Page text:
African forest elephants can eat up to 450 kilograms of vegetation a day as they plow through the rainforests of West Africa and the Congo Basin. But all this munching actually leads to forests with more plant mass, according to a new study, and it could be good for climate change.
You know those times when you probably shouldn't be laughing at something, but attempting to choke back the hilarity makes it uncontrollably worse?
That's the best way we can describe this video of a girl getting straight-up b-tch slapped by an elephant. If you do one thing today, watch the clip above.
The now-viral clip was shared by Twitter user Ernie Ley on June 29, and has since ticked up over six million views, 1000 likes, more than 400 retweets and in excess of 100 comments.
"When in Zambia… don't stand too close," Tweeted Ley.
One of Africa's largest wildlife preserves says it's been a year since it found an elephant that was killed by poachers.
The last time an elephant in the Niassa Reserve was recorded killed by a poacher was May 17, 2018, according to the Wildlife Conservation Society, which assists Mozambique's government in managing the reserve.
Leaders of five southern African nations met this week to demand the right to sell ivory, which is gotten mostly by killing elephants. Ivory sales have been banned to protect the elephants. (Denis Farrell/AP)
Five southern African nations that are home to most of the world’s elephants demanded the right to sell ivory, arguing that people who live alongside the animals must be allowed to benefit from them.
Elephants, found in both Africa and Asia, are vital to maintaining the rich biodiversity of the ecosystems that they share with other species.
WWF focuses its conservation efforts on saving the world’s largest mammal in sites across both continents. We work with wildlife managers, governments and local communities to stop poaching, reduce human-wildlife conflict and improve monitoring and research.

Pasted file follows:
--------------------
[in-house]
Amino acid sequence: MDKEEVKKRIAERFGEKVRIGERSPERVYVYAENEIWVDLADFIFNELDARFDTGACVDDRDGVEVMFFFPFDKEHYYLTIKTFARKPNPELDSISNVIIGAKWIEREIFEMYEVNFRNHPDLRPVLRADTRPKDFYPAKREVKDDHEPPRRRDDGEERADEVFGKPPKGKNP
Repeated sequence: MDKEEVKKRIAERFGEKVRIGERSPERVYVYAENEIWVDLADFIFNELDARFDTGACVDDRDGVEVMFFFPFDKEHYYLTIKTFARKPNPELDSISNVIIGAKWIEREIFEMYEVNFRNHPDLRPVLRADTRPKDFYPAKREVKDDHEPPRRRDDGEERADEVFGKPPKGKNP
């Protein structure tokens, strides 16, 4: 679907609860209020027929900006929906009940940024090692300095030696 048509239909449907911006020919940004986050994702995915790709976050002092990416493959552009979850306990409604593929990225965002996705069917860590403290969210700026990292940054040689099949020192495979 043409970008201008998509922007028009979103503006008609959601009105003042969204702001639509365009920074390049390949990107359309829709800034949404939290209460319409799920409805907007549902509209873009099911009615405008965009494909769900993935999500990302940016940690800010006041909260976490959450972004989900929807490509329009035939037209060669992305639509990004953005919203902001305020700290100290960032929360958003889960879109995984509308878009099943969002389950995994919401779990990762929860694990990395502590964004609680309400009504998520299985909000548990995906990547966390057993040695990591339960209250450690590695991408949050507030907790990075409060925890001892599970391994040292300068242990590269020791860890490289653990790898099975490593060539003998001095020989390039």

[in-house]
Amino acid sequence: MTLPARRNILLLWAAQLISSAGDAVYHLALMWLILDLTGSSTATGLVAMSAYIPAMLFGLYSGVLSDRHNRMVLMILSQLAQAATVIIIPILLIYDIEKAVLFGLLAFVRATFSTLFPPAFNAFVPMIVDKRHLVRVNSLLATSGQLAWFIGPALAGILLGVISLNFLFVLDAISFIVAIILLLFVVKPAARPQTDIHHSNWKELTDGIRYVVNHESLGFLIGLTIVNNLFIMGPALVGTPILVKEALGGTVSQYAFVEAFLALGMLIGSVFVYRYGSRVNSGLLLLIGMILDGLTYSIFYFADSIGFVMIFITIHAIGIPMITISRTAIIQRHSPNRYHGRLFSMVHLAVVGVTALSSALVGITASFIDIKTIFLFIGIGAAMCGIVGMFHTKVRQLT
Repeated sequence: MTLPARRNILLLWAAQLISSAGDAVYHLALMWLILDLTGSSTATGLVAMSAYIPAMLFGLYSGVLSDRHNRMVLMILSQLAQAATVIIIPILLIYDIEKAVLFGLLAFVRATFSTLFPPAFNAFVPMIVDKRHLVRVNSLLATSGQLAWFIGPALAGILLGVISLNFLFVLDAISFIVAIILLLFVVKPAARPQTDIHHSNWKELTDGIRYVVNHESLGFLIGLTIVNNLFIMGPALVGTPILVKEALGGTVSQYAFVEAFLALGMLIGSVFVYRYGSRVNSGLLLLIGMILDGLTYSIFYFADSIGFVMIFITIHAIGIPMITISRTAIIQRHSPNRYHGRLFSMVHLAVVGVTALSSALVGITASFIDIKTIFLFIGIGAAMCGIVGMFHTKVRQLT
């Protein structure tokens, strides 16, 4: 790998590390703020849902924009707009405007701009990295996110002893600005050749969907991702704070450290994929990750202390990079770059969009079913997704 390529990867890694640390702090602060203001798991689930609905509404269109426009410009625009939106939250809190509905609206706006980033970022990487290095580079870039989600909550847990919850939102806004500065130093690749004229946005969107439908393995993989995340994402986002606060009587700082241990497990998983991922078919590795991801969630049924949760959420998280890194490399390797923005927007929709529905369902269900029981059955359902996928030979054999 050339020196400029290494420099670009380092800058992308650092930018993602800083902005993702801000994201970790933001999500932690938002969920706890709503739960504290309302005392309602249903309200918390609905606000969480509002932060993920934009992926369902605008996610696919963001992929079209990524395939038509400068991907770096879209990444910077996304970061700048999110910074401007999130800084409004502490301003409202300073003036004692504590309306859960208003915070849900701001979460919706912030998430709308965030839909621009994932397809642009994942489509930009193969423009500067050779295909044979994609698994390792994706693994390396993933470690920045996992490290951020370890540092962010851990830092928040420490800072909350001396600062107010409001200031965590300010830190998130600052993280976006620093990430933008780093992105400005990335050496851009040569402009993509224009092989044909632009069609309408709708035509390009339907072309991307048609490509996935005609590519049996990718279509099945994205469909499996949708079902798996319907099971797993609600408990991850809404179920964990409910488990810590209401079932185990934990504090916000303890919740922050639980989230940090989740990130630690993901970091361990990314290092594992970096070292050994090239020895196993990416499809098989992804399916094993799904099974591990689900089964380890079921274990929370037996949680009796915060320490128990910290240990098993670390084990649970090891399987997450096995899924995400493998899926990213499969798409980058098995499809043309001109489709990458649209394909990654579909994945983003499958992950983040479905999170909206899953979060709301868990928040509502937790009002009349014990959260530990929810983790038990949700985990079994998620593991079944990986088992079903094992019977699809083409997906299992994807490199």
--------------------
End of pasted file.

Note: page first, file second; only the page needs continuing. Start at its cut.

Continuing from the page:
Here’s a look at some interesting elephant facts.
The Save Elephant Foundation is working within the Cambodia Wildlife Sanctuary to protect and conserve 1 million acres of jungle habitat, approximately one hour north of Angkor Wat. The project spans 25,000 acres and aims to protect the land and all of the native species, flora and fauna, that call it home, including tigers, monkeys, buffalos, and of course, the Asian elephant.
Today, on the final day of parliamentary business before Christmas, Peers will find out how far the Government is prepared to go to ban the sale of ivory in the face of opposition from an antiques industry that wants to continue to trade “artistic” pieces.
Three countries in southern Africa have banded together to press for the ban on the international trade in ivory to be lifted. South Africa, Namibia and Zimbabwe have submitted a joint proposal to the Convention on International Trade in Endangered Species of Wild Fauna and Flora (CITES). They are asking for permission to trade in ivory without which, they argue, there are no positive incentives to conserve elephants or their habitats.
Minneria National park is one of the most conserved areas in the beautiful island of Sri Lanka. We have heard many stories about saving these magnificent giants from going extinct as they face many difficult situations as they travel around migrating from safe areas to areas with human villages and cities.
Let’s take a look at this magnificent scenery of beautiful green grasslands surrounded by trees and blue water in the middle. Does it look like somewhere you want to be with these humble giants passing by?